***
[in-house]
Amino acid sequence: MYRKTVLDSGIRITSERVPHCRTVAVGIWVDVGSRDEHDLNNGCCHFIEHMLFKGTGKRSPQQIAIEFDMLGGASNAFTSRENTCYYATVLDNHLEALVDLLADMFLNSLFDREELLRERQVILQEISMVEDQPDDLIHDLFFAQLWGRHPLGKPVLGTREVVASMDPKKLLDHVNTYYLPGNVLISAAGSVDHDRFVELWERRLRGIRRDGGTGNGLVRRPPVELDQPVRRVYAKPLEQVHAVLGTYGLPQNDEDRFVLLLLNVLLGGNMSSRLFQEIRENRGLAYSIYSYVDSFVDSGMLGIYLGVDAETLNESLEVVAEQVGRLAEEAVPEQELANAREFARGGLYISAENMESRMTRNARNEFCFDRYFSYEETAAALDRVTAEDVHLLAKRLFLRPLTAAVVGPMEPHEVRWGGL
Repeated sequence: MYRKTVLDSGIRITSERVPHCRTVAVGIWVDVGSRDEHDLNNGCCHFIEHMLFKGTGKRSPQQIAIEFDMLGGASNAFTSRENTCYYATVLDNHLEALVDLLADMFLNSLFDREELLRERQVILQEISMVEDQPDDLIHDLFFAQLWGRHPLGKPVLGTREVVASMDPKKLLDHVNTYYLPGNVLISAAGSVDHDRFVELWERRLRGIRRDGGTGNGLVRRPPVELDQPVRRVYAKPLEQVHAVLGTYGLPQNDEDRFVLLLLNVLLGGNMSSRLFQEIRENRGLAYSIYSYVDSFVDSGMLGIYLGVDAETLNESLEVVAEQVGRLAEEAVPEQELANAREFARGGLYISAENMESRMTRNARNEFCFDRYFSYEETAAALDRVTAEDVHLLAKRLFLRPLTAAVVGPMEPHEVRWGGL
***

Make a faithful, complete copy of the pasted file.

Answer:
[in-house]
Amino acid sequence: MYRKTVLDSGIRITSERVPHCRTVAVGIWVDVGSRDEHDLNNGCCHFIEHMLFKGTGKRSPQQIAIEFDMLGGASNAFTSRENTCYYATVLDNHLEALVDLLADMFLNSLFDREELLRERQVILQEISMVEDQPDDLIHDLFFAQLWGRHPLGKPVLGTREVVASMDPKKLLDHVNTYYLPGNVLISAAGSVDHDRFVELWERRLRGIRRDGGTGNGLVRRPPVELDQPVRRVYAKPLEQVHAVLGTYGLPQNDEDRFVLLLLNVLLGGNMSSRLFQEIRENRGLAYSIYSYVDSFVDSGMLGIYLGVDAETLNESLEVVAEQVGRLAEEAVPEQELANAREFARGGLYISAENMESRMTRNARNEFCFDRYFSYEETAAALDRVTAEDVHLLAKRLFLRPLTAAVVGPMEPHEVRWGGL
Repeated sequence: MYRKTVLDSGIRITSERVPHCRTVAVGIWVDVGSRDEHDLNNGCCHFIEHMLFKGTGKRSPQQIAIEFDMLGGASNAFTSRENTCYYATVLDNHLEALVDLLADMFLNSLFDREELLRERQVILQEISMVEDQPDDLIHDLFFAQLWGRHPLGKPVLGTREVVASMDPKKLLDHVNTYYLPGNVLISAAGSVDHDRFVELWERRLRGIRRDGGTGNGLVRRPPVELDQPVRRVYAKPLEQVHAVLGTYGLPQNDEDRFVLLLLNVLLGGNMSSRLFQEIRENRGLAYSIYSYVDSFVDSGMLGIYLGVDAETLNESLEVVAEQVGRLAEEAVPEQELANAREFARGGLYISAENMESRMTRNARNEFCFDRYFSYEETAAALDRVTAEDVHLLAKRLFLRPLTAAVVGPMEPHEVRWGGL